The technique of pressure normalization:

For the first prescription of miotics 12 tonomet­ries are necessary, i.e. at least 3 tonometries on each of 4 days. Tonometry is preferred at the suture points of daily treatment. If a patient applies drops 3 x a day at 7, 12 and hrs, and in addition once before sleeping at 22 or 23.00 hrs., the check should start before application of the 7 o'clock drops. This will check the effect of the evening drops or ointment, and will answer the question whether they are suffi­cient to normalize the pressure until the morning. After tonometry at 7, the 7 o'clock drops are then applied and pressure is checked again just before the noon drops are given. Again tonometry is performed just before the 5 p.m. drops. I have shown previously that at least 4 such days with 3 tonometries each day are required to be sure that the i.o. pressure is controlled.

Supervising pressure normalization: After the first regulation has been done in this way, further checks of tension are necessary every 4-6 weeks in alternating way, so that e.g. in January the check is done between 7 and 8 a.m., February at noon and March at 5 p.m. Morning checks are more important than after­noon measurements. Frequently made mistakes are:

(1) to have the patient come back for a check either some 2 hours after he has applied the drops, in which case a normal pressure does not mean that it is really regulated,

(2) to check 10 or more hours after the last application, in which case a pressure above 20 rnmHg does not signify that treatment is insufficient, and

(3) to check only in the afternoon.

This scheme applies of course to the usual 4 x daily treatment only. It must be modified according to other rhythms of application. If a drug is given twice daily, e.g. betablockers. or once a week (e.g. Ocusert) checks must be done just before each application.

In any case we have to convince ourselves in each individual that his medical treatment is sufficient by measuring repeatedly at the suturing point of therapy.

Miotics: Pilocarpine 0.5-2.0% 3 x daily and for the night an oily solution or an ointment will normalize the i.o. pressure in approximately 60% of simple glaucoma cases over a period of years. Stronger solutions are not more effective. Aceclidine is an alternative. Neostigmine 1-3% or Carbachol 1-3% are usually stronger. Eserine 0.25% often irritates and is therefore not in my list. I never give stronger miotics in phakic eyes, such as demecariumbromide, phospholin-iodide or DFP. Combinations of miotics are no better than each of the single component they comprise, and should therefore not be prescribed.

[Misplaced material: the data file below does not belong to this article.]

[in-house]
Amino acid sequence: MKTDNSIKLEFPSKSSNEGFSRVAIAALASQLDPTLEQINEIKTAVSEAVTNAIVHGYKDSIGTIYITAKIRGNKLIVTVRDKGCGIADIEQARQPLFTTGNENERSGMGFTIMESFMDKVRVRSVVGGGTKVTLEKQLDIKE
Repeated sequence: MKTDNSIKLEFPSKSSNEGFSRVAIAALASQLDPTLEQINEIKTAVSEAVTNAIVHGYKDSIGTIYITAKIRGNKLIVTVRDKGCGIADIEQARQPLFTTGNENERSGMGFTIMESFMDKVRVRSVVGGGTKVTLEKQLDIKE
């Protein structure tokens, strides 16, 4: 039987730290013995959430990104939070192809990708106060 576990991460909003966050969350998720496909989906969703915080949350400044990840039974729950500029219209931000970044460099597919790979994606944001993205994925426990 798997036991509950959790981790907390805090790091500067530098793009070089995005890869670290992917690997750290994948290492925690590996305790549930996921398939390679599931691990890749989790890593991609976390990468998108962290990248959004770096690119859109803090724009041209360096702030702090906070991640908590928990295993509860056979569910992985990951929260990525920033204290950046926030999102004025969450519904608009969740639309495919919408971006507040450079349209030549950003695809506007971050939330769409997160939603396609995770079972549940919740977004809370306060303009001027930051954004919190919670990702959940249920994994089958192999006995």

Sympathicomimetics: Even the weak miotics which I have just mentioned can cause consider­able discomfort. In the young patient accom­modative myopia can be intolerable and in all ages the miosis with bad vision in dim light, a local irritation, allergy, iris cysts, and in prolonged use iritis can be most annoying. Epinephrine by itself is often insufficient for the normalization of i.o. pressure and must not be given in eyes with a narrow angle. In wide angle glaucoma the combination of miotics with epinephrine preparations can often relieve the discomfort caused by miotics alone, but they have other side-effects, such as tachycardia, extrasytoles, rise in blood pressure or black deposits on the conjunctiva and cornea consisting of adrenochrome, or a macular degeneration especially in aphakia.

Ocusert can give a constant and low concentration of pilocarpine in the ocular tissues. This is therefore, a very useful way to apply pilocarpine to patients under the age of 55.

Dipivalylepinephrine is 10 x more active than the usual preparations of epinephrine, so that clinically only 1/10 of the dose is required which will not cause side-effects. Radioactive studies reveal that only 3-5% of a locally administered drug penetrates into the eye. The major part of the drug in each application is non-beneficial. It can exhibit local irritation or systemic side-effects. Problems encountered in that phenomenon are especially relevant to the sympathomimetic concepts of open-angle glau­coma therapy due to the "sandwich-architec­ture" of cornea with its change of lipophilic and hydrophilic layers. The permeability of a drug through the cornea. can ba improved by changing its biophysical properties. Epinephrine chloride or borate is a rather hydrophilic com­pound compared to the lipophylic compartments of the cornea. Dipivalylepinephrine is a "pro­drug", a drug undergoing biotransformation prior to exhibiting the pharmacological action. It is more lipophilic while maintaining some hydrophilicity. In enters the eye more easily than traditional epinephrine preparations. In a double-blind-test we applied on one eye epinephrine 1%, on the fellow other eye of the same patient DPE 0.025%, 0.1% or 0.25%. Both eyes had applanation tonometry done for 8 hours after application of the drops. It was found that DPE 0.1% was as effective as epinephrine 1%, while DPE 0.025% was less and DPE 0.25% more effective than epinephrine 1% (Kriegelstein.